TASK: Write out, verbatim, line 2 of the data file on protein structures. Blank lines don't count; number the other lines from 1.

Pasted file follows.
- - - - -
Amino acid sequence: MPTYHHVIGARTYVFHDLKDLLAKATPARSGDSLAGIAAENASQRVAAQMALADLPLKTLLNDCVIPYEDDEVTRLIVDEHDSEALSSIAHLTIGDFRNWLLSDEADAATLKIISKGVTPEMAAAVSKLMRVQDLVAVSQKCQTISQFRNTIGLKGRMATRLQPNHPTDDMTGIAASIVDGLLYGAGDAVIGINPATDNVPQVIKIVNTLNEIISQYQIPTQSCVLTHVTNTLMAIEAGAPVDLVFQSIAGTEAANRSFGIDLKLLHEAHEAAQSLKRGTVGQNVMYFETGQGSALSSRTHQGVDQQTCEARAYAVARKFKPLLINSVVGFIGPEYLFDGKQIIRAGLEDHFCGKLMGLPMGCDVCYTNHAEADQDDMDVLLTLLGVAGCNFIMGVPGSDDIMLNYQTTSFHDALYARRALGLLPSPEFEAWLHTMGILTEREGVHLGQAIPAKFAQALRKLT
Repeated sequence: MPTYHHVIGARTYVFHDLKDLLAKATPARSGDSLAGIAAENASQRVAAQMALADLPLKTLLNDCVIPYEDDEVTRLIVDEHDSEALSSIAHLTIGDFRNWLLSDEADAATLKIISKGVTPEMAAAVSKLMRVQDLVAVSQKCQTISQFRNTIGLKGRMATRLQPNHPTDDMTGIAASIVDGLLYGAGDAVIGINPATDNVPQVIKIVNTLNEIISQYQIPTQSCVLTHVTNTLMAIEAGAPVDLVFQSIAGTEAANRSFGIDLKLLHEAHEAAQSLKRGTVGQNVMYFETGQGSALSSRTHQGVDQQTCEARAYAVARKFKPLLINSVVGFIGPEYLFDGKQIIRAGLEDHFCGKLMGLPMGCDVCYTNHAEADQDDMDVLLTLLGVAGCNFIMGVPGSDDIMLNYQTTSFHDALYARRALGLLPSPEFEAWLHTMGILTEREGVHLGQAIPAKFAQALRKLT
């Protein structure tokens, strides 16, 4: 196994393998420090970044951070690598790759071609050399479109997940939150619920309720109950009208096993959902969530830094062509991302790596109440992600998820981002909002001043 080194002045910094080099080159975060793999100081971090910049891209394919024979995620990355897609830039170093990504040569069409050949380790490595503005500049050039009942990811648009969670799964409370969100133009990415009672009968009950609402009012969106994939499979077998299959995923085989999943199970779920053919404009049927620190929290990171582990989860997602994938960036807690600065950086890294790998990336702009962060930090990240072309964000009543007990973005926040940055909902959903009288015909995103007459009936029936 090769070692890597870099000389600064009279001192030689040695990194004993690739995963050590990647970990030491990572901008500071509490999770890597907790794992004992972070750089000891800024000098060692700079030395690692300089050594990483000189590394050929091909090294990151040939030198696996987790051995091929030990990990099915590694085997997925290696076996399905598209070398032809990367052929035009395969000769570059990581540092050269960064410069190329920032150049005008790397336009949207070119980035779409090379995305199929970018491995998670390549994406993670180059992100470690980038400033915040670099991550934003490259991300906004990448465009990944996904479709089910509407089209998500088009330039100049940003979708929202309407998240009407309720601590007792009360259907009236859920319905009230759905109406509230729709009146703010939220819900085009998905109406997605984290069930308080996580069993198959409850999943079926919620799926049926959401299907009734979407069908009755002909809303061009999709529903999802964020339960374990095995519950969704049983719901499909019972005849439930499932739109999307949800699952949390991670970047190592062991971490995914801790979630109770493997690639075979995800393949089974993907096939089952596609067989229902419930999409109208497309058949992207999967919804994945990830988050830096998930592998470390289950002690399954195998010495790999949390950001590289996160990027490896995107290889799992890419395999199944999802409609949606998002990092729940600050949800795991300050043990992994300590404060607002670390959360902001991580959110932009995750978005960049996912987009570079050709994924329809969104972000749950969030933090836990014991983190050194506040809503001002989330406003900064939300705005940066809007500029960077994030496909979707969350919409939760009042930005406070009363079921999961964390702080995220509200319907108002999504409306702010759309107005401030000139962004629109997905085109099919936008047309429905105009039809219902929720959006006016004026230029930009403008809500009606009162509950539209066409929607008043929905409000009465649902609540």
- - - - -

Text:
Repeated sequence: MPTYHHVIGARTYVFHDLKDLLAKATPARSGDSLAGIAAENASQRVAAQMALADLPLKTLLNDCVIPYEDDEVTRLIVDEHDSEALSSIAHLTIGDFRNWLLSDEADAATLKIISKGVTPEMAAAVSKLMRVQDLVAVSQKCQTISQFRNTIGLKGRMATRLQPNHPTDDMTGIAASIVDGLLYGAGDAVIGINPATDNVPQVIKIVNTLNEIISQYQIPTQSCVLTHVTNTLMAIEAGAPVDLVFQSIAGTEAANRSFGIDLKLLHEAHEAAQSLKRGTVGQNVMYFETGQGSALSSRTHQGVDQQTCEARAYAVARKFKPLLINSVVGFIGPEYLFDGKQIIRAGLEDHFCGKLMGLPMGCDVCYTNHAEADQDDMDVLLTLLGVAGCNFIMGVPGSDDIMLNYQTTSFHDALYARRALGLLPSPEFEAWLHTMGILTEREGVHLGQAIPAKFAQALRKLT